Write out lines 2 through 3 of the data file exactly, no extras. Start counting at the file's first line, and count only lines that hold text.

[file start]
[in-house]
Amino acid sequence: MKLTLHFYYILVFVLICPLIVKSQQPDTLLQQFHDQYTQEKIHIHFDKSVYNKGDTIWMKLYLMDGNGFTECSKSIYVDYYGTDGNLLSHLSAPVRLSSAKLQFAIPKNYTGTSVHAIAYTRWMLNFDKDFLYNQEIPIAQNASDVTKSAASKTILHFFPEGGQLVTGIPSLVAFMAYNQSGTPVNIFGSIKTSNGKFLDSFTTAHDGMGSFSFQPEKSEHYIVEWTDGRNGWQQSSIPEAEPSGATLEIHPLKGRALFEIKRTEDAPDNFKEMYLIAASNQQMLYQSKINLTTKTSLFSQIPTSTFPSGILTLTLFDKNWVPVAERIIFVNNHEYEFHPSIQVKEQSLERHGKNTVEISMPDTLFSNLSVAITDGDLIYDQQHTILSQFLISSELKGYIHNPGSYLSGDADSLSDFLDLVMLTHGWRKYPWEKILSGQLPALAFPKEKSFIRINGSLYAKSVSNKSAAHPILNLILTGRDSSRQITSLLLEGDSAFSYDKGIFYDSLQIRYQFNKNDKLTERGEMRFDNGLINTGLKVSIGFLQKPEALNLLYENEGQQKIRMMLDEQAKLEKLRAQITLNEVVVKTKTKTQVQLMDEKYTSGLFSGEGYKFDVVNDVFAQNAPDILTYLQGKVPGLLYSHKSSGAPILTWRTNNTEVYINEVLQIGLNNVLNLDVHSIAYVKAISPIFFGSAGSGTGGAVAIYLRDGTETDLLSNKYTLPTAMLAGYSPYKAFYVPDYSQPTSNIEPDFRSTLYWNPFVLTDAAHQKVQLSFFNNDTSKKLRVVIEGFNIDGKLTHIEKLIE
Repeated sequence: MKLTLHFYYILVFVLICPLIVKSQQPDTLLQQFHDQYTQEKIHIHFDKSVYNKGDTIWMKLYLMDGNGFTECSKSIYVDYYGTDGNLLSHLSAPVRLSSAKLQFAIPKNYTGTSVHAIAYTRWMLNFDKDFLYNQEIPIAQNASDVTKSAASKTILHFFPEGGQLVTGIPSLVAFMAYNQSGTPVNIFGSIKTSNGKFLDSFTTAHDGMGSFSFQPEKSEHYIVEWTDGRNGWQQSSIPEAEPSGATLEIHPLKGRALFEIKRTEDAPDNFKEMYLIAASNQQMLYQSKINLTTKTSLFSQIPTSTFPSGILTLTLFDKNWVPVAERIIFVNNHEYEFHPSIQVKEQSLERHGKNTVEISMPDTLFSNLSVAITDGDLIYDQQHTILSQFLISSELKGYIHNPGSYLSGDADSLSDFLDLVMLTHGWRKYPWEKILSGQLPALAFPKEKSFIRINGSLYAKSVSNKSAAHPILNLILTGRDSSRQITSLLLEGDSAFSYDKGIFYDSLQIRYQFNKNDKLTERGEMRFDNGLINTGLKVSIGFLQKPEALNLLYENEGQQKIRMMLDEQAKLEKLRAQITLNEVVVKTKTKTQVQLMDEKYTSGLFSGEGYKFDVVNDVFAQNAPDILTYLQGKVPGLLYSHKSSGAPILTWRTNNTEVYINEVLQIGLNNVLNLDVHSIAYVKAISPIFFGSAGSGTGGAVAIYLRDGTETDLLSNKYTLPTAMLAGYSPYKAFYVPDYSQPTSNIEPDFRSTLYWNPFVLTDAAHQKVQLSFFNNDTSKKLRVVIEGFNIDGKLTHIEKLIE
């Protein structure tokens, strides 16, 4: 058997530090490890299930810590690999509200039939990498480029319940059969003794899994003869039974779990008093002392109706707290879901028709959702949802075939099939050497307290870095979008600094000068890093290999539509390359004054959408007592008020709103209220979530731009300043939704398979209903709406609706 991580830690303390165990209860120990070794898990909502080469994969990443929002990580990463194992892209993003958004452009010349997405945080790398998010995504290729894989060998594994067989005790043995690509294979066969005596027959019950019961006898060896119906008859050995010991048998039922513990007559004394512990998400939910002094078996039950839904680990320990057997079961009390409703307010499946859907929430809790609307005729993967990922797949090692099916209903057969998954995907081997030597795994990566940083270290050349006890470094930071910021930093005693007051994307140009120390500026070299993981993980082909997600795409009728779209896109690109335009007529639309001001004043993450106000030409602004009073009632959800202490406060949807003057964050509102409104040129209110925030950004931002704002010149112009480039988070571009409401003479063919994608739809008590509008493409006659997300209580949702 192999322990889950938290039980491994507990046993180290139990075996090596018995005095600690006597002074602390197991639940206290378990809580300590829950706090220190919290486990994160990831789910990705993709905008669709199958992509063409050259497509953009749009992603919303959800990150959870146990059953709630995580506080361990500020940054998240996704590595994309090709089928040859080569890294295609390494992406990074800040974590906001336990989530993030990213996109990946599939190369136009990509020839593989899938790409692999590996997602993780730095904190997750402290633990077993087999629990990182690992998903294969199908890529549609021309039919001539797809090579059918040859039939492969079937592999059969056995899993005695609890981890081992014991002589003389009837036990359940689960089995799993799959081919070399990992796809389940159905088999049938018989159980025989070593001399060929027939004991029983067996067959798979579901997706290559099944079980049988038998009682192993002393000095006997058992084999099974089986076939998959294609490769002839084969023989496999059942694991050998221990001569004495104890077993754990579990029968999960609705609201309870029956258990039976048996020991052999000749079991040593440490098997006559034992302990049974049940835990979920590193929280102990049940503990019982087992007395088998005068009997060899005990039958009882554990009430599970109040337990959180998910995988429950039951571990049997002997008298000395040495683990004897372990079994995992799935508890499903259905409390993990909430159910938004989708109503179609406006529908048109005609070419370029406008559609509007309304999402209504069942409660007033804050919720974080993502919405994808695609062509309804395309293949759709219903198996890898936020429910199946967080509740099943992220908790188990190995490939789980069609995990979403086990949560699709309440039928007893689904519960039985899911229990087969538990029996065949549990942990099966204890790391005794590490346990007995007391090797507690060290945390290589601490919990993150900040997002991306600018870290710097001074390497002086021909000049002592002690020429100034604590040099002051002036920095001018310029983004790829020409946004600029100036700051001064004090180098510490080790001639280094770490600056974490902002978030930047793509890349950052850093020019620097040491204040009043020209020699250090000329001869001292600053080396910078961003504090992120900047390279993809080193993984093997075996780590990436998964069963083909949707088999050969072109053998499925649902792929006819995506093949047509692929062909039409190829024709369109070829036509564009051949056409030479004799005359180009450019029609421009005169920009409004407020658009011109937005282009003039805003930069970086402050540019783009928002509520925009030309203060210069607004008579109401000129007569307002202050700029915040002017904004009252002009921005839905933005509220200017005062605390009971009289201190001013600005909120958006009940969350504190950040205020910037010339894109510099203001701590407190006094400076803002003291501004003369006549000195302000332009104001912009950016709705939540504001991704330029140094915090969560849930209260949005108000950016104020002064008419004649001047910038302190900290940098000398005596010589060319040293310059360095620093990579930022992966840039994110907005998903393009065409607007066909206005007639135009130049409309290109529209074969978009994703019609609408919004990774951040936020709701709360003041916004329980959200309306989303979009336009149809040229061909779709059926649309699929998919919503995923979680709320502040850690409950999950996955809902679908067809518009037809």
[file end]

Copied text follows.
Amino acid sequence: MKLTLHFYYILVFVLICPLIVKSQQPDTLLQQFHDQYTQEKIHIHFDKSVYNKGDTIWMKLYLMDGNGFTECSKSIYVDYYGTDGNLLSHLSAPVRLSSAKLQFAIPKNYTGTSVHAIAYTRWMLNFDKDFLYNQEIPIAQNASDVTKSAASKTILHFFPEGGQLVTGIPSLVAFMAYNQSGTPVNIFGSIKTSNGKFLDSFTTAHDGMGSFSFQPEKSEHYIVEWTDGRNGWQQSSIPEAEPSGATLEIHPLKGRALFEIKRTEDAPDNFKEMYLIAASNQQMLYQSKINLTTKTSLFSQIPTSTFPSGILTLTLFDKNWVPVAERIIFVNNHEYEFHPSIQVKEQSLERHGKNTVEISMPDTLFSNLSVAITDGDLIYDQQHTILSQFLISSELKGYIHNPGSYLSGDADSLSDFLDLVMLTHGWRKYPWEKILSGQLPALAFPKEKSFIRINGSLYAKSVSNKSAAHPILNLILTGRDSSRQITSLLLEGDSAFSYDKGIFYDSLQIRYQFNKNDKLTERGEMRFDNGLINTGLKVSIGFLQKPEALNLLYENEGQQKIRMMLDEQAKLEKLRAQITLNEVVVKTKTKTQVQLMDEKYTSGLFSGEGYKFDVVNDVFAQNAPDILTYLQGKVPGLLYSHKSSGAPILTWRTNNTEVYINEVLQIGLNNVLNLDVHSIAYVKAISPIFFGSAGSGTGGAVAIYLRDGTETDLLSNKYTLPTAMLAGYSPYKAFYVPDYSQPTSNIEPDFRSTLYWNPFVLTDAAHQKVQLSFFNNDTSKKLRVVIEGFNIDGKLTHIEKLIE
Repeated sequence: MKLTLHFYYILVFVLICPLIVKSQQPDTLLQQFHDQYTQEKIHIHFDKSVYNKGDTIWMKLYLMDGNGFTECSKSIYVDYYGTDGNLLSHLSAPVRLSSAKLQFAIPKNYTGTSVHAIAYTRWMLNFDKDFLYNQEIPIAQNASDVTKSAASKTILHFFPEGGQLVTGIPSLVAFMAYNQSGTPVNIFGSIKTSNGKFLDSFTTAHDGMGSFSFQPEKSEHYIVEWTDGRNGWQQSSIPEAEPSGATLEIHPLKGRALFEIKRTEDAPDNFKEMYLIAASNQQMLYQSKINLTTKTSLFSQIPTSTFPSGILTLTLFDKNWVPVAERIIFVNNHEYEFHPSIQVKEQSLERHGKNTVEISMPDTLFSNLSVAITDGDLIYDQQHTILSQFLISSELKGYIHNPGSYLSGDADSLSDFLDLVMLTHGWRKYPWEKILSGQLPALAFPKEKSFIRINGSLYAKSVSNKSAAHPILNLILTGRDSSRQITSLLLEGDSAFSYDKGIFYDSLQIRYQFNKNDKLTERGEMRFDNGLINTGLKVSIGFLQKPEALNLLYENEGQQKIRMMLDEQAKLEKLRAQITLNEVVVKTKTKTQVQLMDEKYTSGLFSGEGYKFDVVNDVFAQNAPDILTYLQGKVPGLLYSHKSSGAPILTWRTNNTEVYINEVLQIGLNNVLNLDVHSIAYVKAISPIFFGSAGSGTGGAVAIYLRDGTETDLLSNKYTLPTAMLAGYSPYKAFYVPDYSQPTSNIEPDFRSTLYWNPFVLTDAAHQKVQLSFFNNDTSKKLRVVIEGFNIDGKLTHIEKLIE